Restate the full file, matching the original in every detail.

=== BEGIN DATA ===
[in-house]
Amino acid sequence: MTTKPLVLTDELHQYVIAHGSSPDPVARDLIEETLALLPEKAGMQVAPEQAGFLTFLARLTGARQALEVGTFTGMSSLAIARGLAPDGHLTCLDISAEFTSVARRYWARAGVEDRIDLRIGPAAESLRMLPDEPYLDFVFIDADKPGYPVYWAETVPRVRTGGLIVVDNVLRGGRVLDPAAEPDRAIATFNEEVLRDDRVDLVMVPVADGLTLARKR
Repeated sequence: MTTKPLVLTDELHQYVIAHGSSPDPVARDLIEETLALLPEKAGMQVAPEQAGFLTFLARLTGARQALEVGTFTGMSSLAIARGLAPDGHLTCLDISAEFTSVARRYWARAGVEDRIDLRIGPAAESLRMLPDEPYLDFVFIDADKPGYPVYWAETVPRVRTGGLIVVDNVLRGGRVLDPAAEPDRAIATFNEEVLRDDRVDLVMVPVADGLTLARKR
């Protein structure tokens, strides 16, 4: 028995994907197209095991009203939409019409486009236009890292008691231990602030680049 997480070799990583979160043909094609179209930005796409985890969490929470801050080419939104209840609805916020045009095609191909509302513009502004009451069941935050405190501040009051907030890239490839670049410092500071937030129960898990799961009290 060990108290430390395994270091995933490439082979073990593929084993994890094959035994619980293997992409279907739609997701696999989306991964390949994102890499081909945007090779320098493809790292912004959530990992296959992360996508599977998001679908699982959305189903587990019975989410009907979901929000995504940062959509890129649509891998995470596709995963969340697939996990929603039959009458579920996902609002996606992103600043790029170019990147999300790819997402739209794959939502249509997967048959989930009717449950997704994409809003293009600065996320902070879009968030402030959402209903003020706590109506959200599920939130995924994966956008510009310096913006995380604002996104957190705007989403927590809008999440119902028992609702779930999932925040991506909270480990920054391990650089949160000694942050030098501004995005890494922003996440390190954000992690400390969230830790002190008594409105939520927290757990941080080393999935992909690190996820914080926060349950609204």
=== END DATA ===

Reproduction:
[in-house]
Amino acid sequence: MTTKPLVLTDELHQYVIAHGSSPDPVARDLIEETLALLPEKAGMQVAPEQAGFLTFLARLTGARQALEVGTFTGMSSLAIARGLAPDGHLTCLDISAEFTSVARRYWARAGVEDRIDLRIGPAAESLRMLPDEPYLDFVFIDADKPGYPVYWAETVPRVRTGGLIVVDNVLRGGRVLDPAAEPDRAIATFNEEVLRDDRVDLVMVPVADGLTLARKR
Repeated sequence: MTTKPLVLTDELHQYVIAHGSSPDPVARDLIEETLALLPEKAGMQVAPEQAGFLTFLARLTGARQALEVGTFTGMSSLAIARGLAPDGHLTCLDISAEFTSVARRYWARAGVEDRIDLRIGPAAESLRMLPDEPYLDFVFIDADKPGYPVYWAETVPRVRTGGLIVVDNVLRGGRVLDPAAEPDRAIATFNEEVLRDDRVDLVMVPVADGLTLARKR
């Protein structure tokens, strides 16, 4: 028995994907197209095991009203939409019409486009236009890292008691231990602030680049 997480070799990583979160043909094609179209930005796409985890969490929470801050080419939104209840609805916020045009095609191909509302513009502004009451069941935050405190501040009051907030890239490839670049410092500071937030129960898990799961009290 060990108290430390395994270091995933490439082979073990593929084993994890094959035994619980293997992409279907739609997701696999989306991964390949994102890499081909945007090779320098493809790292912004959530990992296959992360996508599977998001679908699982959305189903587990019975989410009907979901929000995504940062959509890129649509891998995470596709995963969340697939996990929603039959009458579920996902609002996606992103600043790029170019990147999300790819997402739209794959939502249509997967048959989930009717449950997704994409809003293009600065996320902070879009968030402030959402209903003020706590109506959200599920939130995924994966956008510009310096913006995380604002996104957190705007989403927590809008999440119902028992609702779930999932925040991506909270480990920054391990650089949160000694942050030098501004995005890494922003996440390190954000992690400390969230830790002190008594409105939520927290757990941080080393999935992909690190996820914080926060349950609204």